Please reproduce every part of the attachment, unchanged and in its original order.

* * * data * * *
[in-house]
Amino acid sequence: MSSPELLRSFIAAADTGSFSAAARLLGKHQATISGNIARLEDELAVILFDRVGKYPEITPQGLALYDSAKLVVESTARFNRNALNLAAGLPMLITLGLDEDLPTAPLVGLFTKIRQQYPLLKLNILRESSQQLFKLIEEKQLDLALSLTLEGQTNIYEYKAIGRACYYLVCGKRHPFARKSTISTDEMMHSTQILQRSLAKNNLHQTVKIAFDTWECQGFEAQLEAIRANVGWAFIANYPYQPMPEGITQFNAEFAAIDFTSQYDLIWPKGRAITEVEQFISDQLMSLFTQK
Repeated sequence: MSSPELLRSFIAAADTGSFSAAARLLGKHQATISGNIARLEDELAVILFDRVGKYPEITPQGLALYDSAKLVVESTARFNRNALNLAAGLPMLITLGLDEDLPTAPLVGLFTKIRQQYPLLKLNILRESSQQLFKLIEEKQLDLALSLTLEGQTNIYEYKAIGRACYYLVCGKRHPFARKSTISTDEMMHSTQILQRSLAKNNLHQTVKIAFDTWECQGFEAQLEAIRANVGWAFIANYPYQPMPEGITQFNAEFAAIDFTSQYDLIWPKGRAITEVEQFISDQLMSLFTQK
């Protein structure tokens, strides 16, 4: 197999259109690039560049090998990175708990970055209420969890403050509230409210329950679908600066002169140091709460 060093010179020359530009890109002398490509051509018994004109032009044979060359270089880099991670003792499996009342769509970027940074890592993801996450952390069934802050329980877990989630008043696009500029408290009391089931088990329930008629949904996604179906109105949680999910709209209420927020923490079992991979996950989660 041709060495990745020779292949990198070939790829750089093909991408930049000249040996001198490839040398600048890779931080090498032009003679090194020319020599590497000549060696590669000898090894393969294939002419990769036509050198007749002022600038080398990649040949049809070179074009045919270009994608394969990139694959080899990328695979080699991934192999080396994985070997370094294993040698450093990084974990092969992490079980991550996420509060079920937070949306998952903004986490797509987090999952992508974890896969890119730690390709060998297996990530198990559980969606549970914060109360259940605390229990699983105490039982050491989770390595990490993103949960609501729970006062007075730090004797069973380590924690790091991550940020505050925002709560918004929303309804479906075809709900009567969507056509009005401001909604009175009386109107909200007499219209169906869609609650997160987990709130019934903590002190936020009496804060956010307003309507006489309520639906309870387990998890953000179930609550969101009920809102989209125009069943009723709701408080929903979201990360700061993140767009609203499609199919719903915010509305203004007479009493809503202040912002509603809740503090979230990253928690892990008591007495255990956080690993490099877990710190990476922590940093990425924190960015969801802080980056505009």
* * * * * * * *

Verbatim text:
[in-house]
Amino acid sequence: MSSPELLRSFIAAADTGSFSAAARLLGKHQATISGNIARLEDELAVILFDRVGKYPEITPQGLALYDSAKLVVESTARFNRNALNLAAGLPMLITLGLDEDLPTAPLVGLFTKIRQQYPLLKLNILRESSQQLFKLIEEKQLDLALSLTLEGQTNIYEYKAIGRACYYLVCGKRHPFARKSTISTDEMMHSTQILQRSLAKNNLHQTVKIAFDTWECQGFEAQLEAIRANVGWAFIANYPYQPMPEGITQFNAEFAAIDFTSQYDLIWPKGRAITEVEQFISDQLMSLFTQK
Repeated sequence: MSSPELLRSFIAAADTGSFSAAARLLGKHQATISGNIARLEDELAVILFDRVGKYPEITPQGLALYDSAKLVVESTARFNRNALNLAAGLPMLITLGLDEDLPTAPLVGLFTKIRQQYPLLKLNILRESSQQLFKLIEEKQLDLALSLTLEGQTNIYEYKAIGRACYYLVCGKRHPFARKSTISTDEMMHSTQILQRSLAKNNLHQTVKIAFDTWECQGFEAQLEAIRANVGWAFIANYPYQPMPEGITQFNAEFAAIDFTSQYDLIWPKGRAITEVEQFISDQLMSLFTQK
């Protein structure tokens, strides 16, 4: 197999259109690039560049090998990175708990970055209420969890403050509230409210329950679908600066002169140091709460 060093010179020359530009890109002398490509051509018994004109032009044979060359270089880099991670003792499996009342769509970027940074890592993801996450952390069934802050329980877990989630008043696009500029408290009391089931088990329930008629949904996604179906109105949680999910709209209420927020923490079992991979996950989660 041709060495990745020779292949990198070939790829750089093909991408930049000249040996001198490839040398600048890779931080090498032009003679090194020319020599590497000549060696590669000898090894393969294939002419990769036509050198007749002022600038080398990649040949049809070179074009045919270009994608394969990139694959080899990328695979080699991934192999080396994985070997370094294993040698450093990084974990092969992490079980991550996420509060079920937070949306998952903004986490797509987090999952992508974890896969890119730690390709060998297996990530198990559980969606549970914060109360259940605390229990699983105490039982050491989770390595990490993103949960609501729970006062007075730090004797069973380590924690790091991550940020505050925002709560918004929303309804479906075809709900009567969507056509009005401001909604009175009386109107909200007499219209169906869609609650997160987990709130019934903590002190936020009496804060956010307003309507006489309520639906309870387990998890953000179930609550969101009920809102989209125009069943009723709701408080929903979201990360700061993140767009609203499609199919719903915010509305203004007479009493809503202040912002509603809740503090979230990253928690892990008591007495255990956080690993490099877990710190990476922590940093990425924190960015969801802080980056505009």